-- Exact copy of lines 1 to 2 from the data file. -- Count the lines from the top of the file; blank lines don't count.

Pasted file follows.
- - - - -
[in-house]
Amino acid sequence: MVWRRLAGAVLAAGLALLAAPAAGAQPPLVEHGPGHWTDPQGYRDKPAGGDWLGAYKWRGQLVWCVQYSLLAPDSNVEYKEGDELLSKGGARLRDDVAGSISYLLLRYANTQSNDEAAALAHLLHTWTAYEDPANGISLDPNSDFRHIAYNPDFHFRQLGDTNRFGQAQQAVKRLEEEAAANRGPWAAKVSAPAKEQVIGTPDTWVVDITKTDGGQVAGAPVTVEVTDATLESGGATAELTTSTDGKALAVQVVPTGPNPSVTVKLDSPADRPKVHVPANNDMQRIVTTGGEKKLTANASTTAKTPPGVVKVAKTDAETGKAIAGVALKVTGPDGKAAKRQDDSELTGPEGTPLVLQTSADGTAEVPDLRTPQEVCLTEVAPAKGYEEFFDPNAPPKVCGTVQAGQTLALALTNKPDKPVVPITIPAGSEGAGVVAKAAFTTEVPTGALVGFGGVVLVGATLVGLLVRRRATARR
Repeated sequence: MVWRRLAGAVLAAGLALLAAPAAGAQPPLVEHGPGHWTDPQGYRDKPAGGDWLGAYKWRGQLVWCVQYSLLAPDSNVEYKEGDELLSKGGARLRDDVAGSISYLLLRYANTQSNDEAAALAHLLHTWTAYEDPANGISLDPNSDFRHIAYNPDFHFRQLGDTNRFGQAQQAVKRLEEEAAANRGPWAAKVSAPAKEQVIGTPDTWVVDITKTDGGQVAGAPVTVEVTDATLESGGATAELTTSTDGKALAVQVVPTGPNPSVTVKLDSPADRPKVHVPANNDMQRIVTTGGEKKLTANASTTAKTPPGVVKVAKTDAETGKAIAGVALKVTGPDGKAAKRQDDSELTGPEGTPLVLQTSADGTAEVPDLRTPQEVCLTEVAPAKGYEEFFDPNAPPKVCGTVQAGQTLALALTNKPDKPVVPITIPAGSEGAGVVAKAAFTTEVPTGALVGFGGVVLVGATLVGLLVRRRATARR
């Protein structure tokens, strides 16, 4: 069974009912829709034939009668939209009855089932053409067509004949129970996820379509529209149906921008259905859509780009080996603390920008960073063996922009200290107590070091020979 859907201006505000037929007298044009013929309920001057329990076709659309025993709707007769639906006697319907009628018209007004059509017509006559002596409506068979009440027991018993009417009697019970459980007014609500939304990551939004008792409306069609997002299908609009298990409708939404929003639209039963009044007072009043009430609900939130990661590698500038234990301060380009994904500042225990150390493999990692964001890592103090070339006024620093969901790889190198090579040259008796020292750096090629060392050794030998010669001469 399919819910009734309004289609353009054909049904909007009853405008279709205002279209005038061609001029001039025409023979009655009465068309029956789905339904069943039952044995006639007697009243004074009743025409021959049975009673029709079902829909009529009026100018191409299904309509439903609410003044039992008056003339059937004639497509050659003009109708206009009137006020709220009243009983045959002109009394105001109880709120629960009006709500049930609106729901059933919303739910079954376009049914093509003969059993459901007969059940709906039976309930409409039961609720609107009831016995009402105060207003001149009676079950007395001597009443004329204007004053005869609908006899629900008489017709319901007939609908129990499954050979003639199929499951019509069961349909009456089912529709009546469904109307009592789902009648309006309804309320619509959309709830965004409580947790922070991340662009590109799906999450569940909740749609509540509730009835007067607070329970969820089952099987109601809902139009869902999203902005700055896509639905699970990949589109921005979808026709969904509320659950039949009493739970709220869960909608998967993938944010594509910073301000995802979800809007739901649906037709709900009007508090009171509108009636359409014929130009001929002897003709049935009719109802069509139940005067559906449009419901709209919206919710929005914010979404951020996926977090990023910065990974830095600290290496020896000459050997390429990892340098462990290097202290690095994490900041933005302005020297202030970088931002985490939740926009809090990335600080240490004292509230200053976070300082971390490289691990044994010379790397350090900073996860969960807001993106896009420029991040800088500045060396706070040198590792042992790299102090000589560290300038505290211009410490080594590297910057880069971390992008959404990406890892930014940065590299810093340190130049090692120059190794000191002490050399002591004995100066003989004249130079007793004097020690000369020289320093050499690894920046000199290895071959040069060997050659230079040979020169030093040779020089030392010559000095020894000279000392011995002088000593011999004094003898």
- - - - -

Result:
[in-house]
Amino acid sequence: MVWRRLAGAVLAAGLALLAAPAAGAQPPLVEHGPGHWTDPQGYRDKPAGGDWLGAYKWRGQLVWCVQYSLLAPDSNVEYKEGDELLSKGGARLRDDVAGSISYLLLRYANTQSNDEAAALAHLLHTWTAYEDPANGISLDPNSDFRHIAYNPDFHFRQLGDTNRFGQAQQAVKRLEEEAAANRGPWAAKVSAPAKEQVIGTPDTWVVDITKTDGGQVAGAPVTVEVTDATLESGGATAELTTSTDGKALAVQVVPTGPNPSVTVKLDSPADRPKVHVPANNDMQRIVTTGGEKKLTANASTTAKTPPGVVKVAKTDAETGKAIAGVALKVTGPDGKAAKRQDDSELTGPEGTPLVLQTSADGTAEVPDLRTPQEVCLTEVAPAKGYEEFFDPNAPPKVCGTVQAGQTLALALTNKPDKPVVPITIPAGSEGAGVVAKAAFTTEVPTGALVGFGGVVLVGATLVGLLVRRRATARR